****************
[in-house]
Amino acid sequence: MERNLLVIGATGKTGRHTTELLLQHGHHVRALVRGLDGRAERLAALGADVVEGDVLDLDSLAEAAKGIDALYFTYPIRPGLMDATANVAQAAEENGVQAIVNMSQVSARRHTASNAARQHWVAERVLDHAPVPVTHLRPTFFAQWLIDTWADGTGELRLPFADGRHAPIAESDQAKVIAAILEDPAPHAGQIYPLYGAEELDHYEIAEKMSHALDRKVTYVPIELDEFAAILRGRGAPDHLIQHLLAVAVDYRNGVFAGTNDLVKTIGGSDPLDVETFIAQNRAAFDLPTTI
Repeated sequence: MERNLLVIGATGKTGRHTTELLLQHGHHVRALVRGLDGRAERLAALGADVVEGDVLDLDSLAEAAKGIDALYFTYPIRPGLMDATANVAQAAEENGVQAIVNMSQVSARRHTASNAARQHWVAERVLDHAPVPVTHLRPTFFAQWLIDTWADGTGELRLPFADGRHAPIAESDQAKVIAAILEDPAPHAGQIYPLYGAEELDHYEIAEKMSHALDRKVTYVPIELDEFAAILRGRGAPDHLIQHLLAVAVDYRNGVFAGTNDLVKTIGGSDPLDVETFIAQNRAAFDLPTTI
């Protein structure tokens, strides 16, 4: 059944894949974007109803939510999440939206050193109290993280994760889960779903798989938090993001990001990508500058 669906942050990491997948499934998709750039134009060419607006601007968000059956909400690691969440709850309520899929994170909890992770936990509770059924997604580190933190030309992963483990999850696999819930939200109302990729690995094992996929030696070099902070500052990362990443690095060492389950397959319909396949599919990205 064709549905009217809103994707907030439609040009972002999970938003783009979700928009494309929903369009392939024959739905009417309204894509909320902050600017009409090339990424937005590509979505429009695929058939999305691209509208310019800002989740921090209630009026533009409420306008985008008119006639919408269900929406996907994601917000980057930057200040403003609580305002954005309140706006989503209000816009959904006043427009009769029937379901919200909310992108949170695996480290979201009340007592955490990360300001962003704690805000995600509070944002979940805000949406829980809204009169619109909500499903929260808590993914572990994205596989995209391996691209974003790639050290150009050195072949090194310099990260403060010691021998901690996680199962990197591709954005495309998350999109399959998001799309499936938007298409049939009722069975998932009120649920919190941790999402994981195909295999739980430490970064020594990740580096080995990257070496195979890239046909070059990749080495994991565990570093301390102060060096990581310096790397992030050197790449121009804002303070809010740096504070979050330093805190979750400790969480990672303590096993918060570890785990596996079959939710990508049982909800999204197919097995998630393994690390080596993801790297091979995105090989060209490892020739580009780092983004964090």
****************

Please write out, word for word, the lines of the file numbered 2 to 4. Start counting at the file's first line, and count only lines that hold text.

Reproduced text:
Amino acid sequence: MERNLLVIGATGKTGRHTTELLLQHGHHVRALVRGLDGRAERLAALGADVVEGDVLDLDSLAEAAKGIDALYFTYPIRPGLMDATANVAQAAEENGVQAIVNMSQVSARRHTASNAARQHWVAERVLDHAPVPVTHLRPTFFAQWLIDTWADGTGELRLPFADGRHAPIAESDQAKVIAAILEDPAPHAGQIYPLYGAEELDHYEIAEKMSHALDRKVTYVPIELDEFAAILRGRGAPDHLIQHLLAVAVDYRNGVFAGTNDLVKTIGGSDPLDVETFIAQNRAAFDLPTTI
Repeated sequence: MERNLLVIGATGKTGRHTTELLLQHGHHVRALVRGLDGRAERLAALGADVVEGDVLDLDSLAEAAKGIDALYFTYPIRPGLMDATANVAQAAEENGVQAIVNMSQVSARRHTASNAARQHWVAERVLDHAPVPVTHLRPTFFAQWLIDTWADGTGELRLPFADGRHAPIAESDQAKVIAAILEDPAPHAGQIYPLYGAEELDHYEIAEKMSHALDRKVTYVPIELDEFAAILRGRGAPDHLIQHLLAVAVDYRNGVFAGTNDLVKTIGGSDPLDVETFIAQNRAAFDLPTTI
């Protein structure tokens, strides 16, 4: 059944894949974007109803939510999440939206050193109290993280994760889960779903798989938090993001990001990508500058 669906942050990491997948499934998709750039134009060419607006601007968000059956909400690691969440709850309520899929994170909890992770936990509770059924997604580190933190030309992963483990999850696999819930939200109302990729690995094992996929030696070099902070500052990362990443690095060492389950397959319909396949599919990205 064709549905009217809103994707907030439609040009972002999970938003783009979700928009494309929903369009392939024959739905009417309204894509909320902050600017009409090339990424937005590509979505429009695929058939999305691209509208310019800002989740921090209630009026533009409420306008985008008119006639919408269900929406996907994601917000980057930057200040403003609580305002954005309140706006989503209000816009959904006043427009009769029937379901919200909310992108949170695996480290979201009340007592955490990360300001962003704690805000995600509070944002979940805000949406829980809204009169619109909500499903929260808590993914572990994205596989995209391996691209974003790639050290150009050195072949090194310099990260403060010691021998901690996680199962990197591709954005495309998350999109399959998001799309499936938007298409049939009722069975998932009120649920919190941790999402994981195909295999739980430490970064020594990740580096080995990257070496195979890239046909070059990749080495994991565990570093301390102060060096990581310096790397992030050197790449121009804002303070809010740096504070979050330093805190979750400790969480990672303590096993918060570890785990596996079959939710990508049982909800999204197919097995998630393994690390080596993801790297091979995105090989060209490892020739580009780092983004964090």